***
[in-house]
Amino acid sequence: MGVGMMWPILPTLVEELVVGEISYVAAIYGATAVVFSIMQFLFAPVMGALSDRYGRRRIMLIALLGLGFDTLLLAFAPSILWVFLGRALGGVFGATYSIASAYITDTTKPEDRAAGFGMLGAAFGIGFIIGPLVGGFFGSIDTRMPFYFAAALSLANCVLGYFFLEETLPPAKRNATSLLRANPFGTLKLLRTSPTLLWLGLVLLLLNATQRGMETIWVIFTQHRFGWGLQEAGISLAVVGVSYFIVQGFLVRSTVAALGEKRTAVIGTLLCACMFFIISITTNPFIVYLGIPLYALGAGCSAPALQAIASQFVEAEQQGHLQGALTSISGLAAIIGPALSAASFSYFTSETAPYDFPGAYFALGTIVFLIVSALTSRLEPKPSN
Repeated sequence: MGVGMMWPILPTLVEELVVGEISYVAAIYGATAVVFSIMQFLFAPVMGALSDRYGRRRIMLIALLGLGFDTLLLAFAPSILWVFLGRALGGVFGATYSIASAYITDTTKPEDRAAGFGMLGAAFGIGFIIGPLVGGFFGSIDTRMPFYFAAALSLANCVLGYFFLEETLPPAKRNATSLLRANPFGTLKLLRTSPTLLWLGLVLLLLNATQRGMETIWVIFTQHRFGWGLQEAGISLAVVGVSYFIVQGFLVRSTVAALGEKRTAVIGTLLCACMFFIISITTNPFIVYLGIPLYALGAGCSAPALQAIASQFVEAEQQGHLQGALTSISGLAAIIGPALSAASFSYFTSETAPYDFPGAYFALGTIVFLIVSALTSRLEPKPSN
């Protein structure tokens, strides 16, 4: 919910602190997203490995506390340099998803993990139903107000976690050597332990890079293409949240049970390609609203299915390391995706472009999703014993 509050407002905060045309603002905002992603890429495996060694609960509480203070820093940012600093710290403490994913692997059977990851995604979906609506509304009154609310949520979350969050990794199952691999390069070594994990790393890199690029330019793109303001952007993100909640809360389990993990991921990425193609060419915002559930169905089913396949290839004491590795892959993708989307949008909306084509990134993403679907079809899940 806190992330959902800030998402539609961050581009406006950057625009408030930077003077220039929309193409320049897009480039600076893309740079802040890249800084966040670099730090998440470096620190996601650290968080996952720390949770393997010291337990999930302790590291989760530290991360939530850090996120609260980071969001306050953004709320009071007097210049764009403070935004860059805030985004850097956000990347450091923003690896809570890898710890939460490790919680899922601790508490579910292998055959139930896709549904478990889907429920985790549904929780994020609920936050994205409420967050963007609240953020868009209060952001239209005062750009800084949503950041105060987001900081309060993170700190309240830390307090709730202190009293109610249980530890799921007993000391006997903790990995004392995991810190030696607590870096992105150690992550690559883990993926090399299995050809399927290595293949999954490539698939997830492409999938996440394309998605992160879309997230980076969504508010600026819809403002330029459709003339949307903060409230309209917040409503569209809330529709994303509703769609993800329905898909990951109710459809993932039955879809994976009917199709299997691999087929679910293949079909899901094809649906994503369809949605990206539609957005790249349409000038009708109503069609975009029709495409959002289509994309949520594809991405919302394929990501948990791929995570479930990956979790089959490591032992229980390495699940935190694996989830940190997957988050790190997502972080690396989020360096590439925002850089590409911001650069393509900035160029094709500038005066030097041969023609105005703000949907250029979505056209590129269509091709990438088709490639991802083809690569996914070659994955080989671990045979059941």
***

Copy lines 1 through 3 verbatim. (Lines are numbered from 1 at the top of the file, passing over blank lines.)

[in-house]
Amino acid sequence: MGVGMMWPILPTLVEELVVGEISYVAAIYGATAVVFSIMQFLFAPVMGALSDRYGRRRIMLIALLGLGFDTLLLAFAPSILWVFLGRALGGVFGATYSIASAYITDTTKPEDRAAGFGMLGAAFGIGFIIGPLVGGFFGSIDTRMPFYFAAALSLANCVLGYFFLEETLPPAKRNATSLLRANPFGTLKLLRTSPTLLWLGLVLLLLNATQRGMETIWVIFTQHRFGWGLQEAGISLAVVGVSYFIVQGFLVRSTVAALGEKRTAVIGTLLCACMFFIISITTNPFIVYLGIPLYALGAGCSAPALQAIASQFVEAEQQGHLQGALTSISGLAAIIGPALSAASFSYFTSETAPYDFPGAYFALGTIVFLIVSALTSRLEPKPSN
Repeated sequence: MGVGMMWPILPTLVEELVVGEISYVAAIYGATAVVFSIMQFLFAPVMGALSDRYGRRRIMLIALLGLGFDTLLLAFAPSILWVFLGRALGGVFGATYSIASAYITDTTKPEDRAAGFGMLGAAFGIGFIIGPLVGGFFGSIDTRMPFYFAAALSLANCVLGYFFLEETLPPAKRNATSLLRANPFGTLKLLRTSPTLLWLGLVLLLLNATQRGMETIWVIFTQHRFGWGLQEAGISLAVVGVSYFIVQGFLVRSTVAALGEKRTAVIGTLLCACMFFIISITTNPFIVYLGIPLYALGAGCSAPALQAIASQFVEAEQQGHLQGALTSISGLAAIIGPALSAASFSYFTSETAPYDFPGAYFALGTIVFLIVSALTSRLEPKPSN